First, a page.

This month, it is my great pleasure to introduce you to Alexander C. Gansmeier, a conference interpreter who is passionate about his work!
NAME: Alexander C. Gansmeier
PROFESSION: Conference Interpreter
WORK LANGUAGES: German and English
PLACE OF RESIDENCE AND WORK: Munich, Germany
What kind of interpreting work do you do and what type of clients do you work with?
There are very few types of interpreting I don’t do. Predominantly, I work at conferences, international and board meetings, press events, trade fairs and the likes. I have also done some work in hospitals and psychiatric wards while I lived in the UK, but haven’t done that since my move back to Germany. Court and legal work is not really my cup of tea. I simply don’t feel entirely comfortable in that work environment, so I tend to avoid it.
Can you provide a brief description of your typical work day?
I can’t, which is precisely what I love about it! When I’m not on assignment, I usually head over to the office at around 9.30 and keep myself busy finding new customers, social media marketing, writing articles for various publications, taping podcasts or putting time and energy into the German Association of Conference Interpreters (VKD), which I am a board member of.
When I am on assignment, there is no telling what a normal day looks like. One day you’ll be doing a press conference in a beautiful hotel in the Austrian Alps, the next day you could interpret a medical interview in Munich, the day after that you could be off to Madrid for a trade union conference and so on and so forth. They say variety is the spice of life and I believe that in no job does this hold more true than in interpreting.
What aspects of your profession do you enjoy most?
Basically, it all boils down to three things: people, variety and adrenaline.
I love working with people – be it my booth partners during a simultaneous conference or the clients I interpret for during bilateral meetings – and not sitting at my desk 24/7.
Secondly, as I have mentioned before, interpreting assignments are so varied that even if you are covering a topic that might not be 100% for you, the next job could be the best and most interesting one you’ve had so far. I love that!
I also organize conferences with interpreting teams and the interpreting equipment for some clients. This adds another fantastic layer to an already incredible diverse profession that I thoroughly enjoy. The largest event I’ve organized so far was 12 booths, meaning 24 interpreters/12 languages. From travel arrangements, to the equipment, to accommodation and preparation material, I covered everything from A-Z and loved it!
Lastly, when sitting in the booth, time and time again I love that kick you get when the speaker finally flips the switch, starts talking and it’s show time for you. I also believe this is why simultaneous is my favorite type of interpreting since the gratification of a good turn of phrase is instant and you can bob and weave through the speech with more ease than with other types of interpreting. That being said, I’ve had quite a few consecutive interpreting jobs recently and feel like I’ve tasted blood again – proverbially of course!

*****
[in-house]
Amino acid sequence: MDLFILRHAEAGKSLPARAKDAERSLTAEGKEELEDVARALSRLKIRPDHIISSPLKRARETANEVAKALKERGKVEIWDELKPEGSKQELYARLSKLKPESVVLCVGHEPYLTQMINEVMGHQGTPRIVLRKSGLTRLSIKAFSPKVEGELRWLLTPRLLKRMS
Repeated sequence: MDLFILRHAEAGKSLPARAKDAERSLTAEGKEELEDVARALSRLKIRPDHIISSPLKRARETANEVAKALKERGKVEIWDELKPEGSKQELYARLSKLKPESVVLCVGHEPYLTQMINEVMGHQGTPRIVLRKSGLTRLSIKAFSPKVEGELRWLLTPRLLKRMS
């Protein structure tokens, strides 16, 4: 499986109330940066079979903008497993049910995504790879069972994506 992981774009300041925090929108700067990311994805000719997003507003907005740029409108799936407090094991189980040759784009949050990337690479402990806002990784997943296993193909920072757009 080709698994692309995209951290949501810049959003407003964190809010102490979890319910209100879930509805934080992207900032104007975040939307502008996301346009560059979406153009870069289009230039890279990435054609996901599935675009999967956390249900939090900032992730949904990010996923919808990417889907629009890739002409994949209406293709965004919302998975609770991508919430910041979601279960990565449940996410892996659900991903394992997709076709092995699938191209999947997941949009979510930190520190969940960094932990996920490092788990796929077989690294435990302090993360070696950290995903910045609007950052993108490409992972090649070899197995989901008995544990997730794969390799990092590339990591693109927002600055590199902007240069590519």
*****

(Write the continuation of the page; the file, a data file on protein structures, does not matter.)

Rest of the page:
Which aspects do you least enjoy?
The admin. Drafting quotes, sending out contracts, putting time and energy into getting your paperwork in order for tenders, all of that I could do without. However, I do love writing invoices after a long week in the booth!
How long have you been working as an interpreter?
August 2016 marked my five-year company anniversary.
Did you in fact study to become an interpreter? If not, what did you study originally?
I did! I never really had a plan B in life. As soon as I discovered interpreting for me, that was it. I only applied to one interpreting institute for my BA-equivalent and after that only to one university for my Masters. Luckily I got accepted into both, otherwise I have no clue where I would be right now.
What is your career path? Why did you make the decision to work as an interpreter?
In school English has always been my favorite subject so it was only logical that I was going to pursue a career “with English” at some point. Upon doing a bit of research, I found out about this strange thing called interpreting, that I had no real notion of what it was exactly. It sounded fun though, so I went to the open day at the Munich Institute for Foreign Languages and was able to try out some simultaneous during a session for the visiting prospects. I was instantly bitten by the interpreting bug and never looked back ever since!
Is interpreting your sole professional occupation?
It is and it is truly the one and only thing I could see myself doing at this point.
Spanish and English > French translator
French and Spanish teacher (face-to-face/Skype)